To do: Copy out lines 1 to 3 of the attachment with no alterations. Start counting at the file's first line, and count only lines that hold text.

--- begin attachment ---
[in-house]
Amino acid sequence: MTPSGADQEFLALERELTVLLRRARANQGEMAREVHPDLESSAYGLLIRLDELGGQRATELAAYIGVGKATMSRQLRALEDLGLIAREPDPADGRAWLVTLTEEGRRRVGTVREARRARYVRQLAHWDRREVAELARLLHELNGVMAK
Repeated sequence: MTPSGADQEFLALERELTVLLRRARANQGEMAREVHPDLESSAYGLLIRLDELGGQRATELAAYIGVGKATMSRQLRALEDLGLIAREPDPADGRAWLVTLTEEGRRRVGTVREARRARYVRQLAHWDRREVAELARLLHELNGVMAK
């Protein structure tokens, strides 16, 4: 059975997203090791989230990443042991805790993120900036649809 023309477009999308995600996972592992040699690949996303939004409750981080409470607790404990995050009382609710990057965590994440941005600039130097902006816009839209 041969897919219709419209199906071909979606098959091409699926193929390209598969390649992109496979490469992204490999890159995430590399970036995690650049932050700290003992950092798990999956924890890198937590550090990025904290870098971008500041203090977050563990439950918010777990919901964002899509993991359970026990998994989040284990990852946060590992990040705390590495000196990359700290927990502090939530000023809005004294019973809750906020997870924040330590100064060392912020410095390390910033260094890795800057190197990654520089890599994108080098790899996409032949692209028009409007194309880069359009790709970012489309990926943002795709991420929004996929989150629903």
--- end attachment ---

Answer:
[in-house]
Amino acid sequence: MTPSGADQEFLALERELTVLLRRARANQGEMAREVHPDLESSAYGLLIRLDELGGQRATELAAYIGVGKATMSRQLRALEDLGLIAREPDPADGRAWLVTLTEEGRRRVGTVREARRARYVRQLAHWDRREVAELARLLHELNGVMAK
Repeated sequence: MTPSGADQEFLALERELTVLLRRARANQGEMAREVHPDLESSAYGLLIRLDELGGQRATELAAYIGVGKATMSRQLRALEDLGLIAREPDPADGRAWLVTLTEEGRRRVGTVREARRARYVRQLAHWDRREVAELARLLHELNGVMAK